And to those who bleat that this problem is about lack of supply I say look closely at the mantra of people like Len Brown who basically says this:
"I want Auckland to be the most livable city in the world"
(translation: "I don't realise that Aucklanders already LOVE their city as it is - I want to change it into somewhere that wealthy foreigners want to buy property")
"We need more foreigners to create a greater concentration of people around our public transport infrastructure"
(translation: " I don't realise that everytime I bring in a foreigner to help pay for the infrastructure that means we have to build more infrastructure")
If these ninnies don't understand that Auckland is already quite big enough, and already a magnificent place to live, then their "we need growth" mantra will just make us more like Los Angeles, and turn Auckland into a less enjoyable place to raise kids.

Matt - you made the following statement...... "Now I recognise that there are a group of people who merely dislike the sale of assets to foreigners because they are either a closet racist, or simply xenophobic."
 
What a load of BS........what a limiting attitude and belief. The fact that you think that people who don't want foreign ownership of assets fall into only two categories and that there can't be any other reason is stupid.
 
An individual is only as wealthy as his/her asset base. A country is only as wealthy as all the individuals who live there regardless of their ethnicity.
Do you not understand real wealth, real assets and the ability for those assets to generate real income. An economist might see the price of everything but that is only one part of the equation. The real value lies in the ability to generate income from the asset that is the ongoing income which if an economist were to value this potential then they would perhaps understand that it is the most important component. 
 
Your articles show a clear lack of understanding on business mechanics and maybe this is the problem with economists.
If you used a simple multiplier effect on the economy of when assets are owned by residents vs off-shore ownership and looked at all the components including the repatriation of profits to off-shore owners you will find that there are substantial benefits to NZ.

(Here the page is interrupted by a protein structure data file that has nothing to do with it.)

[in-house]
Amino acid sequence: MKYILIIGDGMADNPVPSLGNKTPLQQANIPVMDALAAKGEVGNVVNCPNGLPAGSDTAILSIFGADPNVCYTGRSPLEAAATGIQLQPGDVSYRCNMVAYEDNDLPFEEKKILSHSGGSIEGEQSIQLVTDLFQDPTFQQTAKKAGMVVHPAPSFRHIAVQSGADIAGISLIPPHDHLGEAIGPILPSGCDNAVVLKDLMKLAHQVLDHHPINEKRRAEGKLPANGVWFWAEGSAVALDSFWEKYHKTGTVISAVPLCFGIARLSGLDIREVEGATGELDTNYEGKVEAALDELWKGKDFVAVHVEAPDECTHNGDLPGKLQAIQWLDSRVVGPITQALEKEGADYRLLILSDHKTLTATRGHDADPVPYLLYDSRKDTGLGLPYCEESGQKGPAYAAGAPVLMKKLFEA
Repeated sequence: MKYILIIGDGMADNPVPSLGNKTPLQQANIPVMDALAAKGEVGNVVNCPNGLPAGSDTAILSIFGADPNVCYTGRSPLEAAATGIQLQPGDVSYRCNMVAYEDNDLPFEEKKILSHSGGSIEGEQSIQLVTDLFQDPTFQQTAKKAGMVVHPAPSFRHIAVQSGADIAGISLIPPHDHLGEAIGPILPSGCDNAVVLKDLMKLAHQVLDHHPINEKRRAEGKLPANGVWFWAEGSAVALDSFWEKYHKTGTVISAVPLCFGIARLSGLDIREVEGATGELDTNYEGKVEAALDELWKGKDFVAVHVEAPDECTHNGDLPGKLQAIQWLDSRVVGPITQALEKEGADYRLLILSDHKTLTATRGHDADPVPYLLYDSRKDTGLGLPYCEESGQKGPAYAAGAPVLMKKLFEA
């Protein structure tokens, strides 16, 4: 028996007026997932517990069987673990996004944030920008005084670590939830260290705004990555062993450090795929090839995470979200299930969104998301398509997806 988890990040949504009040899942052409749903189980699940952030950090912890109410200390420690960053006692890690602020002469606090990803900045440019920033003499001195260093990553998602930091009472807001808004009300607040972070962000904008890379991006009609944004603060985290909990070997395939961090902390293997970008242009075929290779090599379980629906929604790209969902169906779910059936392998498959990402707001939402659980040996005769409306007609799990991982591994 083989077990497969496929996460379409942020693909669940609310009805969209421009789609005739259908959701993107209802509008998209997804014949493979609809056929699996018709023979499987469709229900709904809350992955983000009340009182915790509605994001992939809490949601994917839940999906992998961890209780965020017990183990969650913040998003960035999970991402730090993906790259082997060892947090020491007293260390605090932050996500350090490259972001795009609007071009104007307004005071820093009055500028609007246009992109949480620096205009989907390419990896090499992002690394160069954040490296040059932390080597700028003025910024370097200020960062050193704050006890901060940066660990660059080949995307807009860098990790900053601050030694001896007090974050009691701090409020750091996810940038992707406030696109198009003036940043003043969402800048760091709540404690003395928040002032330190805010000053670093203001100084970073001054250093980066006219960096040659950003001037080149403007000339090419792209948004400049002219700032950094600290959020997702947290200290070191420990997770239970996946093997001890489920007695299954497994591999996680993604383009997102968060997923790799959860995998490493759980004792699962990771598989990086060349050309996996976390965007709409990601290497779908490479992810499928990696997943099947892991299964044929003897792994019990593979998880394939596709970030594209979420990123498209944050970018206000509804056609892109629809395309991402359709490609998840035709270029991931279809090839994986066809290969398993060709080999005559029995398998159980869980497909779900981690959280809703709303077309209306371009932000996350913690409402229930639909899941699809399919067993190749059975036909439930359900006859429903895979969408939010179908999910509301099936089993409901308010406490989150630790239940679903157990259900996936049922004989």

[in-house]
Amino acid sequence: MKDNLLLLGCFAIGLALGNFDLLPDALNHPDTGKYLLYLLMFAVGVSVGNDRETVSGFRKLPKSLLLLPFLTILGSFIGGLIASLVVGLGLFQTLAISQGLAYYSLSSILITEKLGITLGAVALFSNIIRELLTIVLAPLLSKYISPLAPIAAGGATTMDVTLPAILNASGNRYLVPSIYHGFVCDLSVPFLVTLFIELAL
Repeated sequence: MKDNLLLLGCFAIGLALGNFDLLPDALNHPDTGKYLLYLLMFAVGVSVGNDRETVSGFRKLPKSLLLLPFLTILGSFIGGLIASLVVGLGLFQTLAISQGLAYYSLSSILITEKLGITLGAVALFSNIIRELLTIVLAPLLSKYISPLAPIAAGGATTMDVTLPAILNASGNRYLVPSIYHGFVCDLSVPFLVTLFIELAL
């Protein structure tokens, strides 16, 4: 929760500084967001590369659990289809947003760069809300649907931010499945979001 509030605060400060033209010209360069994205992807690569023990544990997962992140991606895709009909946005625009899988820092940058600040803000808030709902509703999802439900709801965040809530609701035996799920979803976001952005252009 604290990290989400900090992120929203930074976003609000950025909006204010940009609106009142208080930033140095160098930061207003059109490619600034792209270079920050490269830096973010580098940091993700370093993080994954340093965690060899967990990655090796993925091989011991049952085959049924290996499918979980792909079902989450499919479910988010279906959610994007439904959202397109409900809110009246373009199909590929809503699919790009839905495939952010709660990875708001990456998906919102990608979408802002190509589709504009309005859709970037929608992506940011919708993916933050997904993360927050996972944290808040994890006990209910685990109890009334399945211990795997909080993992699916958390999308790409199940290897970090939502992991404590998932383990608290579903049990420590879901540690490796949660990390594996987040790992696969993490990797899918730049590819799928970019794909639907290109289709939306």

The price of assets going up is currently not in line with earning potential. The differences between fundamentals and technicals creates market distortions which end up being funded by locals when things go wrong.
To say that people are Xenophobic when they are being competent in the market place is extremely misleading. It is an appalling accusation against the people who make up the mixed culture of citizens and residents of NZ.
Economists should come out of the closet and admit they have no skills in business and accountancy.
 

and businessmen actually make poor managers of economies, ditto accountants...
regards

Aer you saying, then, that the fact that an asset is capable of generating future income means that it is always a mistake to sell it?
 
Even if (say) its future income was expected to be $100 per year and you were offered a price of $1000000000000000 for it? 
 
If foreigners are paying prices for assets which are not in line with their earning potential, then it's more fool the foreigners and good for the New Zealanders who are acquiring money which they can then use to acquire other assets whose earnings potential is more in line with their price. 

The fault in Matt's logic, and why I agree with notaneconomist in at least at a national level not selling net assets, is the effect on the exchange rate of selling those assets.
Assets are sold or mortgaged against using foreigners' money; that money buys NZ dollars to complete the transaction. In aggregate those net transactions lift the NZD, giving all other NZers, and our potential customers, key price signals to buy foreign goods and services over NZ ones all else being equal. Until all the money is blown by NZers (who may be different people to the one actually selling the asset). Then we end up with no assets as a country, and have blown all the money. The fiscal multiplier in a fully free economy like NZ is zero. 
This is why selling the power companies will inevitably just be a free gift to foreigners.
Matt fudges it by saying this effect is transitory, but am sure he fully knows that the effect has been embedded as long as we have fully floated the currency, with no counterbalancing controls or actions. The current account deficit for forty years is the proof.